If you own a classic muscle car made back in the ’60s or ’70s, you’ve probably become aware of an ironic problem: It is virtually impossible to find new performance tires for these old performance cars.
The BF Goodrich Radial T/A is about as good as it gets – and though it’s a good-looking tire, with handsome raised white lettering, like back in the day – the Radial T/A is not a performance tire. It’s a standard all-season radial with an “S” (112 mph) speed rating and tread designed for normal street driving.
And that’s about all there is.
Unless you change the wheels.
If you want a sticky-compound performance tire with an H (130 mph or better) speed rating.
Because no one makes them for the 14 and 15 inch wheels that classic-er muscle cars came equipped with from the factory.
Wheels this small are only found today – if you can find them at all – on small (and low-performance) cars.
A Prius has 15-inch wheels.
A Corolla is available with 17-inch wheels.
Modern performance cars like the new Mustang and Camaro and Corvette come with 18 and 19 inch wheels, at the smallest.
The long and short of it is that if you want to shoe your old performance car with modern performance tires, you will need to upgrade to larger wheels. Both diameter and width.
But that will change other things, including suspension geometry and ride height.
You may need to get new coil/leaf springs to restore the correct ride height and relationship of the body to the wheels/tires, etc.
Tire scrub is another possible problem.
The wheelwells of the ’60s and ’70s weren’t meant to accommodate the wheels and tires of the 2020s. You may find you can’t turn the front wheels to their maximum arc without bumping into something and both front and rear tires might get a shave every time you hit a bump.
Brake fit/performance is another possible issue – unless you also upgrade the brakes.
Before you contemplate such a swap, consult an expert and make it a package deal – or you could end up with a car that handles (and brakes) worse than it did with the factory 15×7 wheels and a set of 225/70-15 Radial T/As.
You’ll probably have to re-engineer the entire suspension system to get it to work right.
It will never look right.
As with ’60s and ’70s-era suspension geometry, the relationship of the car’s body lines and proportions to the size of the wheels and tires was based on the stance of 14 and 15 inch wheels – which were considered large wheels back in the day.
Also the relationship of the tire sidewall’s height relative to the wheel and both to the wheelwell. The sidewall height thing is the thing.
You can usually get away with a 16×8 wheel without hugely altering the look of a classic car but 17s and larger with ultra-thin sidewalls are obviously not from the ’60s or ’70s.
It’s not just a weird look.
It’s the same look.
Modern large diameter wheels look alike. They are generic – because they aren’t made for a particular car or brand of car but for as large a potential,market for them as possible.
They do not look brand-specific and that is something you will lose if you lose your classic car’s original wheels, which were as integral to the package as steering wheels – and brand-specific engines – once were.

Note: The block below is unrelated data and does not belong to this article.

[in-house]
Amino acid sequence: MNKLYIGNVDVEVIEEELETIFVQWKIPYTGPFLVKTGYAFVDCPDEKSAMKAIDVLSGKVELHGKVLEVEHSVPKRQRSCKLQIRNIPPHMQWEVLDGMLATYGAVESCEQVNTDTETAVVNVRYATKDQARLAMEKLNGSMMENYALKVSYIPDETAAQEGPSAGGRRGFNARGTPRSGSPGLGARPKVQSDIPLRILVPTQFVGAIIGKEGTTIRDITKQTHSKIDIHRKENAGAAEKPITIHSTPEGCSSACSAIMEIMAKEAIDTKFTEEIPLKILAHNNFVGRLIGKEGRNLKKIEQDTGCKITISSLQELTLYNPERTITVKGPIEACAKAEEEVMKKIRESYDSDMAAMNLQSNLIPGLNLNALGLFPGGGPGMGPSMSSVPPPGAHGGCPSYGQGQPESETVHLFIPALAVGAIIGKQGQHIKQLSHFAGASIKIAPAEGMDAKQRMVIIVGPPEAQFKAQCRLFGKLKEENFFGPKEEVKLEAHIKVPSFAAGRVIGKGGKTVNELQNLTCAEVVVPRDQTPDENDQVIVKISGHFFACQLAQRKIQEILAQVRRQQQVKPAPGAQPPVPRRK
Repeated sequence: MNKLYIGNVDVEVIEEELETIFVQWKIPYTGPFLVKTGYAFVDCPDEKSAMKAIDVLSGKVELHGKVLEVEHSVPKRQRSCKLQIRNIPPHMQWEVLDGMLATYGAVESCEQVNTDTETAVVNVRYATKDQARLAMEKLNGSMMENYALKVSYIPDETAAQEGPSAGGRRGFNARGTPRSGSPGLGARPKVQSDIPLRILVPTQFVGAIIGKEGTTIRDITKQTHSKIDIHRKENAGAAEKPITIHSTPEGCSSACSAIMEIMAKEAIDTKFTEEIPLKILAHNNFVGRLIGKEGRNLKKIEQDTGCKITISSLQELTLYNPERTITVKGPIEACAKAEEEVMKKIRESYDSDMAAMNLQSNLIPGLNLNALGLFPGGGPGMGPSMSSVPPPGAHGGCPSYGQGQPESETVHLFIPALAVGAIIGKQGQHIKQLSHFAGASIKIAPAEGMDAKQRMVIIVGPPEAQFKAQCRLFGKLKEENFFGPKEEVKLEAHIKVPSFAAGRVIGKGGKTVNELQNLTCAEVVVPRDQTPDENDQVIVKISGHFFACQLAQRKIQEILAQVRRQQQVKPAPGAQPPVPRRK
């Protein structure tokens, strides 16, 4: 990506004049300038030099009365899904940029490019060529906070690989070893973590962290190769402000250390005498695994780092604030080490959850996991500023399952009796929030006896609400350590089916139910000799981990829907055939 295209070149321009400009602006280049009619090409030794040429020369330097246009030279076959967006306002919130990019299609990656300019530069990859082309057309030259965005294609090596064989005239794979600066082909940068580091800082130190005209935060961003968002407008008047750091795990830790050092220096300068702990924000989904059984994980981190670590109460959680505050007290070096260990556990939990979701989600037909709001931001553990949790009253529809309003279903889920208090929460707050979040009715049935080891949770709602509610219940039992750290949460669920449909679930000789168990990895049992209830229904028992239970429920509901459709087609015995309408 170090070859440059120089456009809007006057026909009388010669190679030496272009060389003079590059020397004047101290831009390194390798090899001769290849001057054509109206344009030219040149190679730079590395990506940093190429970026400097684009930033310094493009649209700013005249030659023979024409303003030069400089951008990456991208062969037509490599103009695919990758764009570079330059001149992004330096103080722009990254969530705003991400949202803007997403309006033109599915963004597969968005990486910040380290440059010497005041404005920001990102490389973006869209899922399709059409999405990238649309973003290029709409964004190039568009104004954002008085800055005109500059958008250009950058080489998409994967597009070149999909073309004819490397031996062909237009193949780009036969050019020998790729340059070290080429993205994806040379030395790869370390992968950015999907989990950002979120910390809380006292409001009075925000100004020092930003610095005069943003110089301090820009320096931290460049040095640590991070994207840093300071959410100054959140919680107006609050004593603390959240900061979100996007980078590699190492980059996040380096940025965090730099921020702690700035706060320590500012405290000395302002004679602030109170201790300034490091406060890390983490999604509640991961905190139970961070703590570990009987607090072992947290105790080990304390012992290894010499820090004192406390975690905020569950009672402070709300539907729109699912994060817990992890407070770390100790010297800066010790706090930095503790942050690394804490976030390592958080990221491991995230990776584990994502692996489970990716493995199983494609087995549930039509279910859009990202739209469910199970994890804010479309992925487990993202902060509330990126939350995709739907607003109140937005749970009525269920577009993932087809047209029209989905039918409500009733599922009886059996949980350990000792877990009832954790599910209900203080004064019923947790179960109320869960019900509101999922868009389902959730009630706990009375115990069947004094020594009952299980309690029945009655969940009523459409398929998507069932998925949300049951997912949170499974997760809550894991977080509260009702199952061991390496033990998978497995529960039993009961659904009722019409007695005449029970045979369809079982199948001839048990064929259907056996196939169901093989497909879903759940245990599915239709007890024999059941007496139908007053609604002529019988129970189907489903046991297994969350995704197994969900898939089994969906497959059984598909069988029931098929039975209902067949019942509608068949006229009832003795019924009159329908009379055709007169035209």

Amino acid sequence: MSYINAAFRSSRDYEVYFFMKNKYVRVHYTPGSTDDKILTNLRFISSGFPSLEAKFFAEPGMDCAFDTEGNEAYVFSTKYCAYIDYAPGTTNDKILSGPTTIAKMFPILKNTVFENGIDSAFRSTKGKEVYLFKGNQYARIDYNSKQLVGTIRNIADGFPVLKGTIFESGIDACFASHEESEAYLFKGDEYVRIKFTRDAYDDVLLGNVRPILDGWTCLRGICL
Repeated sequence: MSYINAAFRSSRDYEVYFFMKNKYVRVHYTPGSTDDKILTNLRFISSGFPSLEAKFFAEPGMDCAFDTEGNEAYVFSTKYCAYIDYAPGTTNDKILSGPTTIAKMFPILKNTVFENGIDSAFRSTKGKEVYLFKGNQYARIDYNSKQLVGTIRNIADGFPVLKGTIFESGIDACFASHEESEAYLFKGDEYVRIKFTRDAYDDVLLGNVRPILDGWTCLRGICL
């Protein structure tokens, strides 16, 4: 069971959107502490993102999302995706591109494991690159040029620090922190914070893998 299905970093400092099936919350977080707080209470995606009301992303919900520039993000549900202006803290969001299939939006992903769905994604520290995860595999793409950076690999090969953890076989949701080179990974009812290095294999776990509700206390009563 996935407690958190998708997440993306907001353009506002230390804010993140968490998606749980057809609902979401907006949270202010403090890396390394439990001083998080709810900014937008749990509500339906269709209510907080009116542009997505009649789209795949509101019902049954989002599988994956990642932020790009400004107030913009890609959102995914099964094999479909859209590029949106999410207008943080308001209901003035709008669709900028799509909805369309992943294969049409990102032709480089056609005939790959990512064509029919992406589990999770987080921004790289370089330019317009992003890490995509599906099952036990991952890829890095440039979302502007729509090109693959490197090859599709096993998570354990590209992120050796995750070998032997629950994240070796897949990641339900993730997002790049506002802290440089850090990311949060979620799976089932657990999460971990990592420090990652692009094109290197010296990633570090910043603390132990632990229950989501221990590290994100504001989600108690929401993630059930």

Can you think of any modern wheel that is part of the car in the way that something like Pontiac’s ’70s-era Honeycomb wheel is?
Most muscle cars came with factory wheels that defined the package and contributed greatly to making the car what it was.
What is a Shelby GT500 without its factory Magnum 500 wheels?
These wheels are small by modern standards, but they have big style – and history.
You throw them both into the dumpster when you take them off the car in favor of a set of look-alike generic rims that every modern performance car is riding on.
But that brings us back to the dilemma of finding performance tires – for the factory wheels – that are worthy of the capabilities of a classic muscle car.
Coker and other suppliers manufacture OE-type tires for numerous classic cars, including classic muscle cars. But while these are made to a higher standard than the originals, they aren’t performance upgrades. They are reproductions of what was made 40 or 50 years ago.
Which is a shame given that modern performance tire technology applied to a 15-inch tire would greatly increase the performance capabilities of classic performance cars – without mauling their classic appearance.
You could go faster, in the curves and straight ahead. You’d stop quicker. But the car wouldn’t look different. It’d be especially groovy if performance-compounds were used to make tires that looked classic. The original-style raised white lettering on a 130 MPH rated tire – which by the way is about as fast as classic performance cars were capable of going, their top speeds being mechanically limited by their gearing.
If you’d like to be able to buy a new performance tire to fit your classic performance car’s factory wheels, drop the tire companies a line and let ’em know.
The two most likely prospects are BF Goodrich and Goodyear, both of which used to make performance tires for old American performance cars (when they were new performance cars) but don’t make them anymore.
Maybe they will again, if enough of us ask them to.
. . .